The impending Haida title case and how it will change life here is the top concern for many islanders, says MP Nathan Cullen, after a three-day visit last week.
Mr. Cullen met with islanders from every community in a whirlwind schedule of open houses and 20-minute meetings.
“Clearly, the title case and front and centre on many people’s minds,” he said, adding that most people are reconciled to the fact that things will change, but still have questions. “What role do non-aboriginals have? What will logging look like?… What is the longer-term future of the islands?”
Employment Insurance is another big concern, with many people telling the MP that they are falling short this year. EI is treating islanders “callously”, he said, with the north considered one zone, and islanders expected to accumulate the same number of hours as people in the booming area of Fort St. John.
Mr. Cullen said he will be pressuring the decision-makers in Ottawa to change the zoning so that the northwest is its own area for the purposes of EI.
Islanders are also thinking about energy, he said, with almost everyone telling him that they do not want to rely on “stinky diesel” to produce electricity any longer when there is so much opportunity here for alternate energy like wind or tidal.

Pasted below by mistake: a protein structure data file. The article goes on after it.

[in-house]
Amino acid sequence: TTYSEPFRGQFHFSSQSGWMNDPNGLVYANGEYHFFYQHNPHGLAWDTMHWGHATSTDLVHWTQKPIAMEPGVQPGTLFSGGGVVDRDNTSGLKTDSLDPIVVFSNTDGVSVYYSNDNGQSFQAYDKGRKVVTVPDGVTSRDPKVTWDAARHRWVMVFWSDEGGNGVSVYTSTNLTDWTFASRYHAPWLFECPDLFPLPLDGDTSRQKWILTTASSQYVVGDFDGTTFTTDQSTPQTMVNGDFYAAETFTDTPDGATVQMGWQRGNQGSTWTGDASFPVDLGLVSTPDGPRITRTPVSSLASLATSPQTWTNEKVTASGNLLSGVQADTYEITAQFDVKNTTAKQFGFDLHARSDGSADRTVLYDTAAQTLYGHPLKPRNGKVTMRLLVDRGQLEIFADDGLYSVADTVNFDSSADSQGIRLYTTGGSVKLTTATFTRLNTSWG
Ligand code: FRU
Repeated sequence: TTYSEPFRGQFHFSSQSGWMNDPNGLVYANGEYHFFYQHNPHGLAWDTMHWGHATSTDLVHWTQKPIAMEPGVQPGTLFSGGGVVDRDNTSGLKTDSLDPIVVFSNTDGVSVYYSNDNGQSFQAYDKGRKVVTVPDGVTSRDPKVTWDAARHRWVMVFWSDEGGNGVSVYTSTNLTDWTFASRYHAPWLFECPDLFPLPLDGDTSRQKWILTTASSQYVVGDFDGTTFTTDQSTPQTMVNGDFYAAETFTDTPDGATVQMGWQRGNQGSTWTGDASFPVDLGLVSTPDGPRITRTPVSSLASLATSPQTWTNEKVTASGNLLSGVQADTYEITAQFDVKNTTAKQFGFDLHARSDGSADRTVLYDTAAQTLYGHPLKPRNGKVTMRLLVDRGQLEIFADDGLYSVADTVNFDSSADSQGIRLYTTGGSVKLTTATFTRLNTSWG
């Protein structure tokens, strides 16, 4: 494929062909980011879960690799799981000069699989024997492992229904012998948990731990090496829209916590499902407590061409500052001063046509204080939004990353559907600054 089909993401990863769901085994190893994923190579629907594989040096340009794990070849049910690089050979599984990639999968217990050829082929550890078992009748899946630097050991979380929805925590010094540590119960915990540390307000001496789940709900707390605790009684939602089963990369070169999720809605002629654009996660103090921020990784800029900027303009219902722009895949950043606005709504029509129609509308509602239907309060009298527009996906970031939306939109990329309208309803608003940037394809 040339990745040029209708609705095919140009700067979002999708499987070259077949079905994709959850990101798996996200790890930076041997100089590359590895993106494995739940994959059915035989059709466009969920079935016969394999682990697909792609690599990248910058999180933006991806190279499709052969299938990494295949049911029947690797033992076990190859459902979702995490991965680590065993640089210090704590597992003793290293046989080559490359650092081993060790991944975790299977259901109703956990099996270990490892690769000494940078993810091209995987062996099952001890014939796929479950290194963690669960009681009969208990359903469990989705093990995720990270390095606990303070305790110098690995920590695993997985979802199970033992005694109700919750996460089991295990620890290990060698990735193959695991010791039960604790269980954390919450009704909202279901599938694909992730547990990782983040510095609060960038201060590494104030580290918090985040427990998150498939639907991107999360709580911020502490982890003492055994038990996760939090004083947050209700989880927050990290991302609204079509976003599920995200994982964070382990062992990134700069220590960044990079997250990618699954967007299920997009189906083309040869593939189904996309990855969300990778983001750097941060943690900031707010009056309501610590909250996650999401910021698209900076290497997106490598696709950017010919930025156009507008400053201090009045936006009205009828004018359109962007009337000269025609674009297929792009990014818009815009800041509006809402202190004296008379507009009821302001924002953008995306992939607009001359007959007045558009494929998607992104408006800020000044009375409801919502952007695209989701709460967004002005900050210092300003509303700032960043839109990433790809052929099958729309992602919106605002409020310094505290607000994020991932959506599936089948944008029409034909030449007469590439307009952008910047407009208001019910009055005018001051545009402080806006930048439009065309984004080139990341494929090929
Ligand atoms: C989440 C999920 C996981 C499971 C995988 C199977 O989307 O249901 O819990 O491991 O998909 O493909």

The failure of a long-planned co-generation plant in Port Clements which would have produced energy from wood waste seems to have focused islanders’ attention on the energy situation, Mr. Cullen said.
There’s a lot of money available from the federal government for alternative energy sources, he said, and he’s passing that information along.
Although islanders are clearly facing some challenges, Mr. Cullen said many parts of the world would love to have our problems. Haida Gwaii has abundant potential sources of energy, and the people who live here are building good relationships between communities, he said.
He said he was amazed to see how many people turned out to an evening open house at Queen Charlotte, and how politically involved they were.
“I thought maybe we were at the wrong meeting because there were so many people there,” he said, adding that in many places, people just don’t bother coming out to community events like that. “People on the islands consider it a responsibility – and a pleasure – to have those conversations.”
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